James Went and Phil Walton of the Penningtons Manches corporate team will be speaking at the National Housing Federation’s Company Secretaries’ Conference on 16 June 2015 at The Royal College of Surgeons, London. Their legal and compliance update will summarise the key legislative changes over the past year and predict the likely challenges for Registered Providers.

One of the outcomes of the revised Regulatory Framework of the Governance and Financial Viability Standard is that “governance arrangements shall ensure Registered Providers…adhere to all relevant law”. This is pretty challenging as it's a difficult enough task to know what laws you are supposed to be complying with.

And it is not getting easier. Over the last four years, there have been between 20 and 30 Acts of Parliament and in 2015 so far we have had 30 Acts so it looks like this could be a bumper year. In terms of volume, most legislation these days comes as a statutory instrument. The number of statutory instruments has been in excess of 3,000 for the last four years and we are running at around 1,300 so far this year.

Compliance with all relevant ‘law’ was a change from the previous framework which referred to all relevant “legislation” so you have to factor in common law as well - although that is something which organisations ought to be doing anyway. An example of common law that could affect a Registered Provider is the duties of charity trustees under charity law which are not codified in legislation.

Assuming you know all the law, you then need to ensure that this is communicated to the relevant parts of the organisation and that everyone then complies with it. Simple.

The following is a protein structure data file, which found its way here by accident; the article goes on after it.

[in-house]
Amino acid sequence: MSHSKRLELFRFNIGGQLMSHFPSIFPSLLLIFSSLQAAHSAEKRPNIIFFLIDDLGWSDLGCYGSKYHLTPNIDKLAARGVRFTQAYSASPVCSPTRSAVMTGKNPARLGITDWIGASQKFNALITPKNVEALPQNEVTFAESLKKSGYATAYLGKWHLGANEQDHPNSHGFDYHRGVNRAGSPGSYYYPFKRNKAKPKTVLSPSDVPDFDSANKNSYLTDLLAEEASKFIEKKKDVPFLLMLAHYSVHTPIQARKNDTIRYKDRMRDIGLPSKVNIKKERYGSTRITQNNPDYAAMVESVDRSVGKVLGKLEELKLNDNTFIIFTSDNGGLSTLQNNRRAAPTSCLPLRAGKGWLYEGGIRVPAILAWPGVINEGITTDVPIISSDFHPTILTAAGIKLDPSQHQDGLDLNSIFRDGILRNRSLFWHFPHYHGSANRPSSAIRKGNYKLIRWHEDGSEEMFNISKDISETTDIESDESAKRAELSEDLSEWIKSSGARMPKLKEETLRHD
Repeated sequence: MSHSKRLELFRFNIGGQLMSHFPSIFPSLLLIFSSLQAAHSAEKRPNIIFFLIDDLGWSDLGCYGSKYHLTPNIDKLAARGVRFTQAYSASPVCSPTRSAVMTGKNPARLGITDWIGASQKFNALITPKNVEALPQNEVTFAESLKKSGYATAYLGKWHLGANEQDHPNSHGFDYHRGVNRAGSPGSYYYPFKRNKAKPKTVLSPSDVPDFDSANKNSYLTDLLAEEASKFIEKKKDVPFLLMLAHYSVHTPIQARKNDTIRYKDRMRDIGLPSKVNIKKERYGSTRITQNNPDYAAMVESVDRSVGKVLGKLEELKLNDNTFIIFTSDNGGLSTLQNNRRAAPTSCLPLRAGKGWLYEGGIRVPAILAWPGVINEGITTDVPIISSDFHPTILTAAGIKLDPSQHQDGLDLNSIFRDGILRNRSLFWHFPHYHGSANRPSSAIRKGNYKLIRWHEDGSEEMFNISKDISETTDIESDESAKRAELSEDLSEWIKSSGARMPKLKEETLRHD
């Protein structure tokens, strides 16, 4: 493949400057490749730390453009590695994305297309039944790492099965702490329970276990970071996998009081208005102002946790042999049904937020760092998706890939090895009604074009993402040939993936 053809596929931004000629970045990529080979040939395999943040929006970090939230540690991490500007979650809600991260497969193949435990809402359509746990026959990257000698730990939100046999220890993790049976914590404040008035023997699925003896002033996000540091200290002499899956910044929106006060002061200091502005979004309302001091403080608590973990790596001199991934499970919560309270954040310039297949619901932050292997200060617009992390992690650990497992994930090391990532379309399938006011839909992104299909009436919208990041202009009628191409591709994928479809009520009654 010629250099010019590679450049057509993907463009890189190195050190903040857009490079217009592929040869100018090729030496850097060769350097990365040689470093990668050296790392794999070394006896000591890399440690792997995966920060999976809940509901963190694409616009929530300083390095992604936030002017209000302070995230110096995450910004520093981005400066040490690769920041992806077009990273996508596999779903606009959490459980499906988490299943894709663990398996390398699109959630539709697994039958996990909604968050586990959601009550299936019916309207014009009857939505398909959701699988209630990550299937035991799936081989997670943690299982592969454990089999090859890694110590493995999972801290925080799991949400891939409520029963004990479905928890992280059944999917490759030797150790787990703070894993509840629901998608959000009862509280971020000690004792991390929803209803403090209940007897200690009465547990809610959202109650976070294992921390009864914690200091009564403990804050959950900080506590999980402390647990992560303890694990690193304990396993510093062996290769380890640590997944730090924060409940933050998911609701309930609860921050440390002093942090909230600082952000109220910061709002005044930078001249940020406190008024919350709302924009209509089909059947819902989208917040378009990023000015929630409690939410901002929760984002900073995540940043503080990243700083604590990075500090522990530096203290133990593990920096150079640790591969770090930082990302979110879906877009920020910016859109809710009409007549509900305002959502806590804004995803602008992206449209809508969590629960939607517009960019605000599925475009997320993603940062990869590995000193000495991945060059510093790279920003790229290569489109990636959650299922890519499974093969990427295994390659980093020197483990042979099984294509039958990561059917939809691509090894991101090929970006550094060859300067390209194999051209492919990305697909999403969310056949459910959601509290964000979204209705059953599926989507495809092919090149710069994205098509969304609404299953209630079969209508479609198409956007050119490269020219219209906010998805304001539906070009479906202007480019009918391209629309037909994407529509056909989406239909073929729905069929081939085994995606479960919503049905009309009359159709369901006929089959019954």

Sensibly, the Homes and Communities Agency (HCA) recognises that an isolated breach is not going to result in a breach of the Standard. The Code of Practice on the Governance and Viability Standard says: “To meet the required outcome on adherence to all relevant law boards should take reasonable measures to assure themselves of their compliance.”

What is important is that Registered Providers have reasonable processes and procedures in place to ensure that the organisation complies with the law, as much as is humanly possible. This is a similar idea to the adequate procedures defence in the Bribery Act with which organisations will be familiar.

The fact that the boards of Registered Providers will be required to certify compliance with the Governance and Viability Standard in their annual accounts is something which will bring to the fore the work required to comply with this and other aspects of the Standard.

We can expect that the company secretary will be asked some searching questions when the time comes for the board to sign off the certification of this year’s annual accounts. These may include:

  • how do we monitor which legislation affects our operations?
  • what procedures do we have in place to ensure compliance?
  • what happens if there is non-compliance?
  • how is non-compliance reported, remedied and how do we stop it happening again?

Answering these questions will require foresight to ensure that the right processes and procedures are in place.